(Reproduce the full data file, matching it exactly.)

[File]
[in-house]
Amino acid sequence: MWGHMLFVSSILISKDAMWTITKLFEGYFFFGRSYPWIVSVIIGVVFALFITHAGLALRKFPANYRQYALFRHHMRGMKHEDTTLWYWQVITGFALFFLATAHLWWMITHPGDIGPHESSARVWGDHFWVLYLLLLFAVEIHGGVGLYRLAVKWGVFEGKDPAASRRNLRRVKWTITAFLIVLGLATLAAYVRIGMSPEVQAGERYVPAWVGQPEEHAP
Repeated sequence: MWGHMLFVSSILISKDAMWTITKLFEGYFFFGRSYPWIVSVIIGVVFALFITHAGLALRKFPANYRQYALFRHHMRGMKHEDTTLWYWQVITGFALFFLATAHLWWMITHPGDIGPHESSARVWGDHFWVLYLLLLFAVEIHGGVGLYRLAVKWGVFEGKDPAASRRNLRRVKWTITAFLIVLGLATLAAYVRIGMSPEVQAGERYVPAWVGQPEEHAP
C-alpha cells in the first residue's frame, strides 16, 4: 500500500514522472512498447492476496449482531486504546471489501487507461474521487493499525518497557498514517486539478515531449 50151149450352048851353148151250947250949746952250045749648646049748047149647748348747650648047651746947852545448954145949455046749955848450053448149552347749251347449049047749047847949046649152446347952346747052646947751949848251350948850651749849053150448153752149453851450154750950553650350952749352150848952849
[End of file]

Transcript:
[in-house]
Amino acid sequence: MWGHMLFVSSILISKDAMWTITKLFEGYFFFGRSYPWIVSVIIGVVFALFITHAGLALRKFPANYRQYALFRHHMRGMKHEDTTLWYWQVITGFALFFLATAHLWWMITHPGDIGPHESSARVWGDHFWVLYLLLLFAVEIHGGVGLYRLAVKWGVFEGKDPAASRRNLRRVKWTITAFLIVLGLATLAAYVRIGMSPEVQAGERYVPAWVGQPEEHAP
Repeated sequence: MWGHMLFVSSILISKDAMWTITKLFEGYFFFGRSYPWIVSVIIGVVFALFITHAGLALRKFPANYRQYALFRHHMRGMKHEDTTLWYWQVITGFALFFLATAHLWWMITHPGDIGPHESSARVWGDHFWVLYLLLLFAVEIHGGVGLYRLAVKWGVFEGKDPAASRRNLRRVKWTITAFLIVLGLATLAAYVRIGMSPEVQAGERYVPAWVGQPEEHAP
C-alpha cells in the first residue's frame, strides 16, 4: 500500500514522472512498447492476496449482531486504546471489501487507461474521487493499525518497557498514517486539478515531449 50151149450352048851353148151250947250949746952250045749648646049748047149647748348747650648047651746947852545448954145949455046749955848450053448149552347749251347449049047749047847949046649152446347952346747052646947751949848251350948850651749849053150448153752149453851450154750950553650350952749352150848952849